• Possible association of PPIs with gastric atrophy
safety1
SAFETY
  • a 2008 guideline on gastroesophageal reflux disease (GERD) management developed by the AGA found insufficient evidence to recommend for or against bone density studies, calcium supplementation, H. pylori screening, or any other routine precaution in patients taking proton pump inhibitors .
  • However, studies subsequent to that guideline continue to raise concerns about possible infectious complications, electrolyte disturbances, and metabolic bone disease associated with PPI use.
infections
Infections
  • Clostridium difficile and other enteric infections
  • Pneumonia : both community acquired pneumonia (CAP) and health care associated pneumonia (HCAP)
malabsorption
Malabsorption
  • Magnesium absorption
  • Hip fracture and calcium malabsorption
  • Vitamin B12 malabsorption
  • Iron malabsorption
hypergastrinemia
Hypergastrinemia
  • Gastric carcinoid tumors in rats.
  • No dysplasia or neoplastic changes in patients treated with omeprazole for up to 11 years.
  • The clinical significance of other theoretical risks related to hypergastrinemia (such as colon cancer) has not been established.
atrophic gastritis gastric cancer
Atrophic gastritis/Gastric cancer
  • Not proven
  • Controversy about eradication of H.pylori
  • Most experts believe that it is unnecessary
adjunctive therapy
ADJUNCTIVE THERAPY
  • Prokinetic agents  
  • Reflux inhibitors
maintenance therapy
MAINTENANCE THERAPY
  • Maintenance acid suppressive therapy is often necessary
  • A trial off medications should be considered in all patients with gastroesophageal reflux disease (GERD) who have a good clinical response to acid suppression with the exception of those with severe esophagitis on upper endoscopy (Los Angeles classification Grade C and D) and Barrett’s esophagus
maintenance therapy1
MAINTENANCE THERAPY
  • Rapidity of recurrence :
    • less than three months: continuous therapy
    • more than three months : on demand therapy
maintenance therapy2
MAINTENANCE THERAPY
  • PPIs at a standard dose or a lower dose (usually one-half of the standard dose) were more effective than H2RAs in resolving GERD symptoms at four weeks and promoting healing esophagitis at eight weeks.
  • PPIs at a standard dose were more effective than a lower dose in preventing relapse of symptoms.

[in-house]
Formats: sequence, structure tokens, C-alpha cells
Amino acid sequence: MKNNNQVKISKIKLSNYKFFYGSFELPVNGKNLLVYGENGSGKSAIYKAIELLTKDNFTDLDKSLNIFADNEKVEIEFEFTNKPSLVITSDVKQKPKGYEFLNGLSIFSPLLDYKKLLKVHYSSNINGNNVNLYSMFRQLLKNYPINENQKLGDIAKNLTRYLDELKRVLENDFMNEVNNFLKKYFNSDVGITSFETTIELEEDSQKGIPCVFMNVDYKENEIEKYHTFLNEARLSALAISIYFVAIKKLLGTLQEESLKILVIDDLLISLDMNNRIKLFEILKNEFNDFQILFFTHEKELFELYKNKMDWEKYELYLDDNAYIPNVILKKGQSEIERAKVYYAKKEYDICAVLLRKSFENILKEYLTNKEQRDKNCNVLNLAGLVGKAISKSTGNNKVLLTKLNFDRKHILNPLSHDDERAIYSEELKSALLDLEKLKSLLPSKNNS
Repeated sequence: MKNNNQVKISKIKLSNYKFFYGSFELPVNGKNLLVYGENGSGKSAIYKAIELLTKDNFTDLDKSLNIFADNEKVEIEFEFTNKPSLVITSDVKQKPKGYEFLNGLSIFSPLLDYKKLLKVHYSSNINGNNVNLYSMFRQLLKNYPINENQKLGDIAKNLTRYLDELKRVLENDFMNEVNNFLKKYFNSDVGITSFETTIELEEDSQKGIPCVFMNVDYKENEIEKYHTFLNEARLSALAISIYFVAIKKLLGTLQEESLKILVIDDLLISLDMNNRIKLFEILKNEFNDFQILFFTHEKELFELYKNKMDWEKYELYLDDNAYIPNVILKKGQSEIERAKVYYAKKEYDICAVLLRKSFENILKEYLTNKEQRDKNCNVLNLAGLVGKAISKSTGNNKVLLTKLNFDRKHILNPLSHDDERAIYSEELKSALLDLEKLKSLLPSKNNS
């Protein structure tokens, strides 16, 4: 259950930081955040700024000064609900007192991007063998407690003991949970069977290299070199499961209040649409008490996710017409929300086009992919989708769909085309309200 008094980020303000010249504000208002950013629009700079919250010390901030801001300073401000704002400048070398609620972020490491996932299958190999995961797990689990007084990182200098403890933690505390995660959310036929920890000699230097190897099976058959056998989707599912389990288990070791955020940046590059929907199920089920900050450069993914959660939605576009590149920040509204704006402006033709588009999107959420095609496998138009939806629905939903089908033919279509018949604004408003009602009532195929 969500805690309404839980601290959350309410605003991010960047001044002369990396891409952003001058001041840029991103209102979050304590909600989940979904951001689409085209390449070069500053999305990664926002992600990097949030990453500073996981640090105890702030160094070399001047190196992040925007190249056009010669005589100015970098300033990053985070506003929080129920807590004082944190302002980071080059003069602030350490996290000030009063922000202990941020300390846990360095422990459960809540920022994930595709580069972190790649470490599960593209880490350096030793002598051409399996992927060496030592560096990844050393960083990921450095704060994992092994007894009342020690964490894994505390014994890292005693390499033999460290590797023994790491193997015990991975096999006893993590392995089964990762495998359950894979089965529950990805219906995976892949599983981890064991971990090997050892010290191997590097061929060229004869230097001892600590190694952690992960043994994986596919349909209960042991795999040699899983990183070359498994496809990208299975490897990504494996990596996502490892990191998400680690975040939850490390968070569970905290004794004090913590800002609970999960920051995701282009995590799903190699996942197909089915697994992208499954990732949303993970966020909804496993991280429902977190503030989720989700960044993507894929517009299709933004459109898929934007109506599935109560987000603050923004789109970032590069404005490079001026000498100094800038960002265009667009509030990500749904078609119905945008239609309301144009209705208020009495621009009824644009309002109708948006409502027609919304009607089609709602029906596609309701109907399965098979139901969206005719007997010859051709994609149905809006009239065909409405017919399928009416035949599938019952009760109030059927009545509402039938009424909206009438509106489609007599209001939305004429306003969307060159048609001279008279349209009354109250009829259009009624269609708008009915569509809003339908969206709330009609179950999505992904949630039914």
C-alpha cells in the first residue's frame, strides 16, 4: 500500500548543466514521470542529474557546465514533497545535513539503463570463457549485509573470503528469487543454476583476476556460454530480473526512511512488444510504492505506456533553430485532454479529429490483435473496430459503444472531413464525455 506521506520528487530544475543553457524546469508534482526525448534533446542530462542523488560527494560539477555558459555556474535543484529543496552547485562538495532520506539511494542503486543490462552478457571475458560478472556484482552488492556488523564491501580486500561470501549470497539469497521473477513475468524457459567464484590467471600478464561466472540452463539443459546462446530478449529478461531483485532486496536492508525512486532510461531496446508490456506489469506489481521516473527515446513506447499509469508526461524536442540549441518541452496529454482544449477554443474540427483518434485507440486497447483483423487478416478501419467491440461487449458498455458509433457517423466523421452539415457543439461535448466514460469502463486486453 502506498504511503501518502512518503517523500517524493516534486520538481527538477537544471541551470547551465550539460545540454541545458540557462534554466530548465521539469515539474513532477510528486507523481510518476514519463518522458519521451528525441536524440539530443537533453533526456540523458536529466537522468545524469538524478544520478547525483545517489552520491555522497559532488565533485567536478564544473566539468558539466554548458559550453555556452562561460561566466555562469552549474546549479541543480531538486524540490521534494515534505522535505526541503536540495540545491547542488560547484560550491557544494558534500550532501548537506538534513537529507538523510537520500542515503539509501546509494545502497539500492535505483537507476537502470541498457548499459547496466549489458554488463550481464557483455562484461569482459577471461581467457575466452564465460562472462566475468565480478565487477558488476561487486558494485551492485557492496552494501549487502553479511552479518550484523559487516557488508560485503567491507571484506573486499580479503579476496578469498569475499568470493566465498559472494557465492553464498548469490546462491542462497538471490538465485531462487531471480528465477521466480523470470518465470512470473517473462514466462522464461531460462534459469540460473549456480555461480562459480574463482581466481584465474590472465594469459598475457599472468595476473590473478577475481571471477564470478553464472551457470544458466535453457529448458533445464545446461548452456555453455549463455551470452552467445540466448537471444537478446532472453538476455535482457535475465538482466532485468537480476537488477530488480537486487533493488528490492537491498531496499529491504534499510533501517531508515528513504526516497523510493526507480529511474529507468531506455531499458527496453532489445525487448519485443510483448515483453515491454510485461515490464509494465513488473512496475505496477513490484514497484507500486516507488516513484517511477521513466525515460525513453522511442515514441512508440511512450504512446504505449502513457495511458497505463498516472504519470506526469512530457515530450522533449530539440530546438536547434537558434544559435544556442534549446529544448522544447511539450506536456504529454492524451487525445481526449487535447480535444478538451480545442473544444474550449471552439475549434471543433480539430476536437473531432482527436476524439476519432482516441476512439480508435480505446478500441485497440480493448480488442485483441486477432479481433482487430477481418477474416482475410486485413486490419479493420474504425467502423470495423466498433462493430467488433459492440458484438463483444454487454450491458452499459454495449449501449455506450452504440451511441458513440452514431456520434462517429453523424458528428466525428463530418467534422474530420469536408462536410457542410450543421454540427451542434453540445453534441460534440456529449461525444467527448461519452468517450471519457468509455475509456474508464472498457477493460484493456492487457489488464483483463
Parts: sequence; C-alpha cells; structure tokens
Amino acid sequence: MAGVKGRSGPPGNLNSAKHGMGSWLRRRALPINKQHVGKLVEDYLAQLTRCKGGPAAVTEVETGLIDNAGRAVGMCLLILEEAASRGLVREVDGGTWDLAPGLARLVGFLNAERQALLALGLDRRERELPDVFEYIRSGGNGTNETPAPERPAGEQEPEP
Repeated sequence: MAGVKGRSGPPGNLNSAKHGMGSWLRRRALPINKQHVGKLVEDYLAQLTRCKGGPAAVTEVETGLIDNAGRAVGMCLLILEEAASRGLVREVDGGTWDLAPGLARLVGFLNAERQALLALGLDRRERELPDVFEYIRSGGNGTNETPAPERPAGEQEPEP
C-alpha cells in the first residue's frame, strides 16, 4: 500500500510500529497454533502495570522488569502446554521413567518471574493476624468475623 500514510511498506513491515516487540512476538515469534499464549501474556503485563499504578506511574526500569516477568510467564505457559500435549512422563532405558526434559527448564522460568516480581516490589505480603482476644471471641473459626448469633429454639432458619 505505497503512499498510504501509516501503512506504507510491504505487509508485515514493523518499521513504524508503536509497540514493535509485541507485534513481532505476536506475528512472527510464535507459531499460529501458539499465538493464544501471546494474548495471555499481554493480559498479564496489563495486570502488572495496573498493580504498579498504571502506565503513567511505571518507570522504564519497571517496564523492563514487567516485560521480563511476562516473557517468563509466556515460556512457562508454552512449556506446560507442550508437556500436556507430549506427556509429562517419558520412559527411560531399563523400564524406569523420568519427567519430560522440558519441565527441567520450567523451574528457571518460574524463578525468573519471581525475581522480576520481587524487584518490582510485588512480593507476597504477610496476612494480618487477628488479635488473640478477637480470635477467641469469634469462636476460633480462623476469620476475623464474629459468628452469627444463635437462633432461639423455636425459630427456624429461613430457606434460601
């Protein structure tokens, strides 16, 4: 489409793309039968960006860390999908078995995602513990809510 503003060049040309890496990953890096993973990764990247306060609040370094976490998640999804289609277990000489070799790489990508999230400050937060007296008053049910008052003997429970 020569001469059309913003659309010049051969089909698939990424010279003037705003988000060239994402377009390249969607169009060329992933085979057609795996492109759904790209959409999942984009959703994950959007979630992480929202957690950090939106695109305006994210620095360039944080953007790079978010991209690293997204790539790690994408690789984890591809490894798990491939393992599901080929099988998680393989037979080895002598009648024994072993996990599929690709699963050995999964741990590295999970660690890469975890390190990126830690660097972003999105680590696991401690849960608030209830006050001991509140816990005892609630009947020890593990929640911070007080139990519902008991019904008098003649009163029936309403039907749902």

• PPIs at a standard dose were more effective than PPIs at a lower dose in maintaining healing of esophagitis.
methods of treatmnt
METHODS OF TREATMNT
  • Step-up
  • Step-down
  • Severity based
goals of medical tx in uc
GOALS OF MEDICAL Tx IN UC
  • To induce remission
  • To maintain remission
  • To maintain adequate nutrition
  • To minimize disease- and treatment-related complications
  • To improve the patient’s quality of life
5 asa1
5-ASA
  • Are effective in remission induction in mild to moderate UC
  • Are effective in maintaining remission
  • Are usually safe and well tolerated
  • Are not effective in doses < 2 g/day
  • Have dose dependent response
side effects of sulfasalazine1
Side effects of sulfasalazine
  • 15% of patients stop sulfasalazine intake due to adverse effects
  • 90% of them can tolerate other 5-ASAs
glucocorticoids
Glucocorticoids
  • At doses equivalent to 40 to 60 mg/day of oral prednisone,glucocorticoids are effective first-line therapy for moderateor severe flares of UC.
  • The use of doses higher than60 mg/day is associated with increased side effects without appreciable clinical benefit and thus should be avoided.
  • The addition of sulfasalazine to corticosteroids in moderately to severely active UC does not offer any incremental benefit.
glucocorticoids1
Glucocorticoids
  • Should not be used for maintenance therapy
  • Should be tapered and discontinued in a few months
immunomodulators azathioprine and 6 mercaptopurine
Immunomodulators:Azathioprineand 6-Mercaptopurine
  • Probably effective in induction of remission
  • Need 2-3 months for appearance of benefits
  • Effective in maintaining remission
aza 6mp
AZA/6MP
  • AZA:2-3 mg/kg/day
  • 6MP:1-1.5 mg/kg/day
  • Leukopenia is not necessary for effectiveness
  • Checking 6TG/6MMP is useful in non-responders
cyclosporine
Cyclosporine
  • Cyclosporine A is a potent inhibitor of cell-mediated immunity.
  • Its use in UC is primarily in patients with severe,steroid-refractory disease.
  • Intravenous cyclosporine 2-4 mg/kg
  • The addition of azathioprine or 6-MP in patients who have responded to intravenous cyclosporine reduces the rate of relapse or colectomy.
side effects of cyclosporine1
SIDE EFFECTS OF CYCLOSPORINE
  • During intravenous therapy,cyclosporine levels should be monitored daily, and the dose should be adjusted to achieve a trough concentration (measured one hour before dosing) between 200 and 400 ng/mL,determined by high-pressure liquid chromatography.
  • Serum electrolytes and serum creatinine levels should be monitored daily or every other day.
other therapies
OTHER THERAPIES
  • Methotrexate
  • Tacrolymus
  • Probiotics/prebiotics/synbiotics
  • Nicotine
  • Heparin
infliximab indication
INFLIXIMAB INDICATION
  • Patients with moderately to severely active UC who have had an inadequate response to conventional therapy.
  • Infliximab is now accepted as part of the standardtreatment options in patients with UC.
dosage
DOSAGE
  • 5mg/kg IV infusion
  • 0,2,6 weeks ,then continue if there is clinical response,every 8 weeks
important points
IMPORTANT POINTS
  • Empiric therapy(WITHOUT COLONOSCOPY) is not acceptable in patients who might have IBD.
  • Maintenance therapy is almost always needed in UC patients
  • IBS is not colitis!
  • IBD treatment is usually long term/lifetime,the patients must know it